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Funkstown – Don’t Miss GWU's NEXT Exhibition at the Corcoran!

Updated: May 12

By Frank Leone

The George Washington University Corcoran School of the Arts & Design students are displaying 80 thesis projects – photos, collages, videos, computer programs, and much more – in the Flagg Building (500 17th St., formerly the Corcoran Gallery) at the NEXT exhibition. Don’t delay you visit – this exciting exhibition is open Wednesday to Sunday, 1- 5 pm until May 16, and then again during graduation weekend, May 17 - 18. (Don’t let the GWU Campus Advisory deter you – the exhibit is open to the public.) Of special interest are a new photo journalist’s video about our own Mike Evans and his connections with neighborhood birds. GWU Museum Studies students also mounted a compelling exhibit on D.C. Statehood. Finally, the exhibition takes place at Foggy Bottom’s historic Flagg Building, which is always worth a visit.

The GWU NEXT Exhibition takes over the Corcoran (F. Leone, May 2024)

Residents and visitors to Foggy Bottom may be familiar with composer Mike Evans who regularly feeds birds, including pigeons at the park overlooking the Potomac Freeway. GWU New Photo Journalism graduate student Natalia Ventura created a video (“Ripple effect”) and digital ink print display that narrates Mike’s connections to city wildlife in the Foggy Bottom area. It is part of Ventura’s Unconditional Project which “explores human-animal interactions and the mental, social, and emotional benefits some gain from them.”

Still in the Fight: The DC Statehood Movement opening panel (F. Leone, May 2024)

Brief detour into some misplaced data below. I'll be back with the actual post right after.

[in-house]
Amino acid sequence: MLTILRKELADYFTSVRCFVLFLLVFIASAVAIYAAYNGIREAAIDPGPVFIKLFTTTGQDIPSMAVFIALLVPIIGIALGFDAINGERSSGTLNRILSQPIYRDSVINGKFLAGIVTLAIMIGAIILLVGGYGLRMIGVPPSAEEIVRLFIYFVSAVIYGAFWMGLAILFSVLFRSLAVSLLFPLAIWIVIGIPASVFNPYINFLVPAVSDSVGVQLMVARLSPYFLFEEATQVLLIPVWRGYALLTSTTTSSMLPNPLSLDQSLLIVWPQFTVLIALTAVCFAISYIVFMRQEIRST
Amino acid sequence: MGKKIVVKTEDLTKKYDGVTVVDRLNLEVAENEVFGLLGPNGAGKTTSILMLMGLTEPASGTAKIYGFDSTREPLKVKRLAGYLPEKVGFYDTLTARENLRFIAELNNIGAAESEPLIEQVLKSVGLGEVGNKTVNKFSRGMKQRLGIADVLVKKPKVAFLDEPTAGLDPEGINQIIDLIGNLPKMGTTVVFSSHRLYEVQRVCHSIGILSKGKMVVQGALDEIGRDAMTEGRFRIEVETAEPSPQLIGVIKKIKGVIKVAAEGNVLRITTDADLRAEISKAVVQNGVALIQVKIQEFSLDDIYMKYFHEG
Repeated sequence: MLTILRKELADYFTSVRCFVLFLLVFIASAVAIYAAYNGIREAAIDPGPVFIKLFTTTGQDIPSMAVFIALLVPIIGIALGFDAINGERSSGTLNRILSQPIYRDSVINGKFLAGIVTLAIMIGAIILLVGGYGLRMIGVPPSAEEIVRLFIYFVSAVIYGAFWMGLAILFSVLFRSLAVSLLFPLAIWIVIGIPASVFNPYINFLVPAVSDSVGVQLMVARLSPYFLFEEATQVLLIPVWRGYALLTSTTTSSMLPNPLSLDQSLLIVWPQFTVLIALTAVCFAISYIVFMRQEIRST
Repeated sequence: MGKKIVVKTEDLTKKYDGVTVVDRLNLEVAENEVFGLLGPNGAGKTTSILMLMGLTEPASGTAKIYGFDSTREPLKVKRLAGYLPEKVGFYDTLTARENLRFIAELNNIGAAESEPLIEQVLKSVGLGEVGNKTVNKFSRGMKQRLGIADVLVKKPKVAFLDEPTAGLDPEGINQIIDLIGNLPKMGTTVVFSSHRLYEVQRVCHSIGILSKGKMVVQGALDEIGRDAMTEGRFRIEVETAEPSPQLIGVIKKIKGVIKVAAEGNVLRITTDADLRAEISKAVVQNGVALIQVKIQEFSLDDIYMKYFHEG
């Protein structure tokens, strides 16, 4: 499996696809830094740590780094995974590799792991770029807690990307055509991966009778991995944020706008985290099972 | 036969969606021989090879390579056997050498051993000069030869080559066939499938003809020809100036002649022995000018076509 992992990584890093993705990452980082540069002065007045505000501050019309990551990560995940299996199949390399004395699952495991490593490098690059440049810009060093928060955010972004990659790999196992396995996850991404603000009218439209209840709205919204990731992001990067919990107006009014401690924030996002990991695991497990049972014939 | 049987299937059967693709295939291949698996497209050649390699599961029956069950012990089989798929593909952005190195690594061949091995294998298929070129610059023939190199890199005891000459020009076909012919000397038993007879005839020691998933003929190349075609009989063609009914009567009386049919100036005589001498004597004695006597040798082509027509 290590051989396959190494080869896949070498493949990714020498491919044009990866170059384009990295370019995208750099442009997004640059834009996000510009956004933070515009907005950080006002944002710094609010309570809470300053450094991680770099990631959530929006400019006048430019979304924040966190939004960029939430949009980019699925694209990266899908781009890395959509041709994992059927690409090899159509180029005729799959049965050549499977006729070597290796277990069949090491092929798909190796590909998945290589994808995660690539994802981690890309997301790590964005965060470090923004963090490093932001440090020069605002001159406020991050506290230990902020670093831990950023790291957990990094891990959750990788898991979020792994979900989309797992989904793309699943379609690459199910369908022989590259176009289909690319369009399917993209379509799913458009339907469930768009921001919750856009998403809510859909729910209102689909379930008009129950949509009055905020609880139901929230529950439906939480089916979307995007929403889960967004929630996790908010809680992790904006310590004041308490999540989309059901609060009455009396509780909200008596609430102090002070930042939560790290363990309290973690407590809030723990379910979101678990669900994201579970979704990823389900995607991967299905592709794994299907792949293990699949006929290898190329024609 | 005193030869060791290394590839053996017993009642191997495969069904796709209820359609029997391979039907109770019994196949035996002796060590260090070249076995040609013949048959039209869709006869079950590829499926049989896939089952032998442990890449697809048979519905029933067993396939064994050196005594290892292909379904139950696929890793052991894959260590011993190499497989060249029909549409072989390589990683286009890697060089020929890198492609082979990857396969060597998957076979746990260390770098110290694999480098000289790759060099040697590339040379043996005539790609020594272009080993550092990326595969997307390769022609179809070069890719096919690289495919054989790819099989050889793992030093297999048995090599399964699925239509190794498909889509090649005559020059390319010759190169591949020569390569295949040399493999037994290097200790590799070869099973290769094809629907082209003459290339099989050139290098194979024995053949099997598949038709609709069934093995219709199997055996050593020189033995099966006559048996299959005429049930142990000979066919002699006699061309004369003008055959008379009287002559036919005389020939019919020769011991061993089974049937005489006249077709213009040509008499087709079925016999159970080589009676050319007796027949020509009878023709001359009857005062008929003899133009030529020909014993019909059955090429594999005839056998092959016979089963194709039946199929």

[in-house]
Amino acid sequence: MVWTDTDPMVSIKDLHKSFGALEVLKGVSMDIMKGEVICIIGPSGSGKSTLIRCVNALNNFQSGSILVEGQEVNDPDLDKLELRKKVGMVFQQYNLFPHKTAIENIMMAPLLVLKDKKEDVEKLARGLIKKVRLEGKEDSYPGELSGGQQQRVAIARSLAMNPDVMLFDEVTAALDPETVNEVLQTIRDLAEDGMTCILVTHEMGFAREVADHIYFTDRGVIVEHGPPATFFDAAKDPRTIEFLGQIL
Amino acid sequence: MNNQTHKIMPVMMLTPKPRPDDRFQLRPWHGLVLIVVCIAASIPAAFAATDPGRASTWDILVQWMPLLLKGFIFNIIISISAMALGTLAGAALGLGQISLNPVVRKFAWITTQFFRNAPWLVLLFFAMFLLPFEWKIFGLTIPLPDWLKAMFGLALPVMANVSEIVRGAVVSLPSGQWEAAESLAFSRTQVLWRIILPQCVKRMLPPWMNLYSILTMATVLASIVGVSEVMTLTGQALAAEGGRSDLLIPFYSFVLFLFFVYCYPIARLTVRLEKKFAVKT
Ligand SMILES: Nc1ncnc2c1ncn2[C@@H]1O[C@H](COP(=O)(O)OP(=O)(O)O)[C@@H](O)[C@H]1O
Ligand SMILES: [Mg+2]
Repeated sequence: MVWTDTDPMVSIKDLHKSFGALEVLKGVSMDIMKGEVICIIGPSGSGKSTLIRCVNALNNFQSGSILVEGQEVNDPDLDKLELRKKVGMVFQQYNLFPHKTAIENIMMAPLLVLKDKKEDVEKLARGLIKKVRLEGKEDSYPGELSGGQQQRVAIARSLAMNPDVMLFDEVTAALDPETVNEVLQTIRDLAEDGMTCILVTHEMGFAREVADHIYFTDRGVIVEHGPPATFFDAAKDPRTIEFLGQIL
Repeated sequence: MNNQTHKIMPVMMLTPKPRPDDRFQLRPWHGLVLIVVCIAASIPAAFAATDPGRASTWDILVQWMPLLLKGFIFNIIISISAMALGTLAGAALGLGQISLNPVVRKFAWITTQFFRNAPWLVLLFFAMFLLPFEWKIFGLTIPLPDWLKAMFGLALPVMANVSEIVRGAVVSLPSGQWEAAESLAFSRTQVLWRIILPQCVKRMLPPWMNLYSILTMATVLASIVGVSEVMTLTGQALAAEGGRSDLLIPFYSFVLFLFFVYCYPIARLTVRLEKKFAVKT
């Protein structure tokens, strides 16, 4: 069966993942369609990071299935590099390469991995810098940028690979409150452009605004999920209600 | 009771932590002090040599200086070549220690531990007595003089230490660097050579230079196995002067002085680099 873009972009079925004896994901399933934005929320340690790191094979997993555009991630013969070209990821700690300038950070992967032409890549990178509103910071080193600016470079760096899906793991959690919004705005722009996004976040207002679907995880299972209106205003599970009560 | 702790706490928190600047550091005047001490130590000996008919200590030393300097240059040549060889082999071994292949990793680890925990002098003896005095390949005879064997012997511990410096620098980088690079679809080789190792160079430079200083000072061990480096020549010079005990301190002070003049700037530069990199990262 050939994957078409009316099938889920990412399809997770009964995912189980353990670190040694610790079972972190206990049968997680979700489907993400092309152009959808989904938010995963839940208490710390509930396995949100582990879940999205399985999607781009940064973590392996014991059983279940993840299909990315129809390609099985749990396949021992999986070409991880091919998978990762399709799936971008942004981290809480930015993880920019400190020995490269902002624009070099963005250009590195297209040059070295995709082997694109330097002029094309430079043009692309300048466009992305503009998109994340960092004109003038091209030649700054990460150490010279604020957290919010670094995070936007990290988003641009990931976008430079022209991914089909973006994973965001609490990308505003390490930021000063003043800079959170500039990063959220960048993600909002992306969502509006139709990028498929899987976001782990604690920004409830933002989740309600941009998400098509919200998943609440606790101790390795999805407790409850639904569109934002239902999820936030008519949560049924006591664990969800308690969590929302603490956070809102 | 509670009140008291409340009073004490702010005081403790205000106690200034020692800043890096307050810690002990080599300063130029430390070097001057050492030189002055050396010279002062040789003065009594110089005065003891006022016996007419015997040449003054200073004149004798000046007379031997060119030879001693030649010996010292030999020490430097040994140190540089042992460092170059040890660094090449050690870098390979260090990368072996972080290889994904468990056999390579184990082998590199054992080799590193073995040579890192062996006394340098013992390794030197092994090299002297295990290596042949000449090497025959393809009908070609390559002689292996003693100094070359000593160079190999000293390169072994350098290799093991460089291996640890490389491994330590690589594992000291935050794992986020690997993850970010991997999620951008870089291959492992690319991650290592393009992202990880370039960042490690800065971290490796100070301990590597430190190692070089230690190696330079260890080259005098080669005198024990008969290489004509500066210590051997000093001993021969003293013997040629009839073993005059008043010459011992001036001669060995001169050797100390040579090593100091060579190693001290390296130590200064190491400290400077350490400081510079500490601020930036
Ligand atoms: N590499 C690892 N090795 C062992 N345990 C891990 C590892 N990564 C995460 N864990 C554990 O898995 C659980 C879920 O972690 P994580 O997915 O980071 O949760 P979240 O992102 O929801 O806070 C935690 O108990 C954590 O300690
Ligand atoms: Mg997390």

PHOTO: Still in the Fight: The DC Statehood Movement opening panel (F. Leone, May 2024)

The “Still in the Fight: The DC Statehood Movement” exhibit features mounted photos, copies of important documents, and interactive exhibits to explain the history of D.C.’s. disenfranchisement and the evolution of current statehood arguments. As described by its designers, the exhibit’s voice is “bold, punchy, and fiercely fighting for DC Statehood.”

One of the interactive exhibits allows visitors to design their own new 51-state flag. It’s not hard to do. (F. Leone, May 2024, design by Edward C. Martin)

The NEXT exhibition opens Foggy Bottom’s Beaux Arts Flagg Building to the public. The building was designed by Earnest Flagg for D.C. banker, art collector and philanthropist William Wilson Corcoran in 1897 to house Corcoran’s American art collection. The building is a national historic site and its interiors have a rare DC landmark designation.

Corcoran originally housed his art collection in what is now the Renwick Gallery of the Smithsonian American Art Museum (1661 Penn. Ave.). This National Historic Landmark was designed by architect James Renwick Jr. in 1858 and was the first building in the United States built specifically to be an art museum. Confederate sympathizer Corcoran spent the Civil War in England and the U.S. Army occupied the building. The gallery opened to the public in 1874 with its arts school opening in 1878.

One of the pair of bronze lions that still reside on the 17th St. entrance. (F. Leone, Mar. 2021). They are casts of the marble lions on the monument to Pope Clement XIII, which the neoclassical sculptor Antonio Canova (1757 -1822) carved for St. Peter's in Rome. They were bought in 1888 at auction from the estate of Ben Holladay, the founder of the Pony Express.

By 1897, the Corcoran collection outgrew the space of its original building and the Flagg Building opened. Initially, the Gallery focused on traditional American art, but it developed a strong modernist collection and supported the Washington Color School and other local artists. Due to economic problems, the Gallery closed in 2014. GWU took over its building and art school and the 20,000 works in its collection were distributed primarily to the National Gallery of Art. Controversy continues regarding whether the Flagg Building will host some of its original art, but for the moment you can still see the building during the NEXT exhibition.

SourcesGWU Next Exhibition; GWU Corcoran History; Brigette Kamsler (GWU Archivist) and Steven Wyman (historian/GW alumnus), GW History: The 150-Year Cross-Pollination of the Corcoran Gallery of Art & The George Washington University, December 16, 2020; Paul Richard, These Bronze Lions Guard ..., Washington Post, Sept. 18, 2003; Foggy Bottom History Project.



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